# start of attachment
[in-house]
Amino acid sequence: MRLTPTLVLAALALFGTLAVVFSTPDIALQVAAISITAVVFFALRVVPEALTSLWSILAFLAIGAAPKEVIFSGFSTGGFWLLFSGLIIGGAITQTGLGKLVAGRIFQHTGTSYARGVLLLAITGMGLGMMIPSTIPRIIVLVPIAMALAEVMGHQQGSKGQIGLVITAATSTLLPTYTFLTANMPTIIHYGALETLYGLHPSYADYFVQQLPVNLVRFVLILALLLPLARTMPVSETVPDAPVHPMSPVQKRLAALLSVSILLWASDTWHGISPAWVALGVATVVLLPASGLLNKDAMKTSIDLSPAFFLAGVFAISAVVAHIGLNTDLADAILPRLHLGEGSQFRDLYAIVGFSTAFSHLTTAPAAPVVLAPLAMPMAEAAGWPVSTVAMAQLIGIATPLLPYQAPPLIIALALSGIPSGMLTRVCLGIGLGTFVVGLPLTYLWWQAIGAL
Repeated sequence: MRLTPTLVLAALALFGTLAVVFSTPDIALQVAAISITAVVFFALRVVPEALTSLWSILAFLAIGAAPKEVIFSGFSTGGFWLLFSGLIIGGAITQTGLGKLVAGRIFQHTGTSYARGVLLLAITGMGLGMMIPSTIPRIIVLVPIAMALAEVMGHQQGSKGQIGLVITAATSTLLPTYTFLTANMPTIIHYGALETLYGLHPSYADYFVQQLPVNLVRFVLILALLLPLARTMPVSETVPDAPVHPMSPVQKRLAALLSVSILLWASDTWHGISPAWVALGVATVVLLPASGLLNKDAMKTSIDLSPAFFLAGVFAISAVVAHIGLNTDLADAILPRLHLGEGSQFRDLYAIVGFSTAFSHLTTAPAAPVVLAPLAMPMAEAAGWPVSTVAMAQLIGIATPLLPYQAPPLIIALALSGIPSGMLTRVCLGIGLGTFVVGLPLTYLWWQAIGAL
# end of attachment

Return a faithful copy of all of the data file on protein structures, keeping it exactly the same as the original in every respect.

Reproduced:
[in-house]
Amino acid sequence: MRLTPTLVLAALALFGTLAVVFSTPDIALQVAAISITAVVFFALRVVPEALTSLWSILAFLAIGAAPKEVIFSGFSTGGFWLLFSGLIIGGAITQTGLGKLVAGRIFQHTGTSYARGVLLLAITGMGLGMMIPSTIPRIIVLVPIAMALAEVMGHQQGSKGQIGLVITAATSTLLPTYTFLTANMPTIIHYGALETLYGLHPSYADYFVQQLPVNLVRFVLILALLLPLARTMPVSETVPDAPVHPMSPVQKRLAALLSVSILLWASDTWHGISPAWVALGVATVVLLPASGLLNKDAMKTSIDLSPAFFLAGVFAISAVVAHIGLNTDLADAILPRLHLGEGSQFRDLYAIVGFSTAFSHLTTAPAAPVVLAPLAMPMAEAAGWPVSTVAMAQLIGIATPLLPYQAPPLIIALALSGIPSGMLTRVCLGIGLGTFVVGLPLTYLWWQAIGAL
Repeated sequence: MRLTPTLVLAALALFGTLAVVFSTPDIALQVAAISITAVVFFALRVVPEALTSLWSILAFLAIGAAPKEVIFSGFSTGGFWLLFSGLIIGGAITQTGLGKLVAGRIFQHTGTSYARGVLLLAITGMGLGMMIPSTIPRIIVLVPIAMALAEVMGHQQGSKGQIGLVITAATSTLLPTYTFLTANMPTIIHYGALETLYGLHPSYADYFVQQLPVNLVRFVLILALLLPLARTMPVSETVPDAPVHPMSPVQKRLAALLSVSILLWASDTWHGISPAWVALGVATVVLLPASGLLNKDAMKTSIDLSPAFFLAGVFAISAVVAHIGLNTDLADAILPRLHLGEGSQFRDLYAIVGFSTAFSHLTTAPAAPVVLAPLAMPMAEAAGWPVSTVAMAQLIGIATPLLPYQAPPLIIALALSGIPSGMLTRVCLGIGLGTFVVGLPLTYLWWQAIGAL